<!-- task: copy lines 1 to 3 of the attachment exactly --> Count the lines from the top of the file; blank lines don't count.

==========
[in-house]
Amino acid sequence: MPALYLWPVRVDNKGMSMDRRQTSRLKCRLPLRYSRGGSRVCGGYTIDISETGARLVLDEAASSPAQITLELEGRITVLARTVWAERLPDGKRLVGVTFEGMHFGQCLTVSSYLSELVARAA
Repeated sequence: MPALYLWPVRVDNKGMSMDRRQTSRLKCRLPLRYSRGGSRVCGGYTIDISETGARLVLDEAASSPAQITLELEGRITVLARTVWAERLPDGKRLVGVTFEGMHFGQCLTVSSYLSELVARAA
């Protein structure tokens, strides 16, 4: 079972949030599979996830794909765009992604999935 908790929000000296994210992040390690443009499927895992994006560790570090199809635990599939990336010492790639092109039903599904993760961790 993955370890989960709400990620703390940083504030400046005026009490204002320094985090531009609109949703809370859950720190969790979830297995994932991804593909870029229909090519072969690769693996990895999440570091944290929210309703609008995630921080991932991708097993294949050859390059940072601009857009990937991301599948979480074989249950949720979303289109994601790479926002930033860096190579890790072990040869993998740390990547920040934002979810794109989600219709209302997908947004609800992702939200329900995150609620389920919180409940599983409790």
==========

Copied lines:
[in-house]
Amino acid sequence: MPALYLWPVRVDNKGMSMDRRQTSRLKCRLPLRYSRGGSRVCGGYTIDISETGARLVLDEAASSPAQITLELEGRITVLARTVWAERLPDGKRLVGVTFEGMHFGQCLTVSSYLSELVARAA
Repeated sequence: MPALYLWPVRVDNKGMSMDRRQTSRLKCRLPLRYSRGGSRVCGGYTIDISETGARLVLDEAASSPAQITLELEGRITVLARTVWAERLPDGKRLVGVTFEGMHFGQCLTVSSYLSELVARAA